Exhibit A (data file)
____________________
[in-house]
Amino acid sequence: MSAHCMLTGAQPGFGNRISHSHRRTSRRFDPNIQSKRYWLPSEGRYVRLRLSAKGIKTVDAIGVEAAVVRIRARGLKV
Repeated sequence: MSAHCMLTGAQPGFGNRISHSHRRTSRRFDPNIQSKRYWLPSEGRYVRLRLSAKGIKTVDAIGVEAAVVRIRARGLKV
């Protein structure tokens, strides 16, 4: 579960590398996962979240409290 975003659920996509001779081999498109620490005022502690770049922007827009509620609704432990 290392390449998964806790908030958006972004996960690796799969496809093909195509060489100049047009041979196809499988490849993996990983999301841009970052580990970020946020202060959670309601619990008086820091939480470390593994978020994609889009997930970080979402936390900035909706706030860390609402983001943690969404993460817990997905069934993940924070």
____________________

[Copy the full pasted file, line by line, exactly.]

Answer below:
[in-house]
Amino acid sequence: MSAHCMLTGAQPGFGNRISHSHRRTSRRFDPNIQSKRYWLPSEGRYVRLRLSAKGIKTVDAIGVEAAVVRIRARGLKV
Repeated sequence: MSAHCMLTGAQPGFGNRISHSHRRTSRRFDPNIQSKRYWLPSEGRYVRLRLSAKGIKTVDAIGVEAAVVRIRARGLKV
């Protein structure tokens, strides 16, 4: 579960590398996962979240409290 975003659920996509001779081999498109620490005022502690770049922007827009509620609704432990 290392390449998964806790908030958006972004996960690796799969496809093909195509060489100049047009041979196809499988490849993996990983999301841009970052580990970020946020202060959670309601619990008086820091939480470390593994978020994609889009997930970080979402936390900035909706706030860390609402983001943690969404993460817990997905069934993940924070």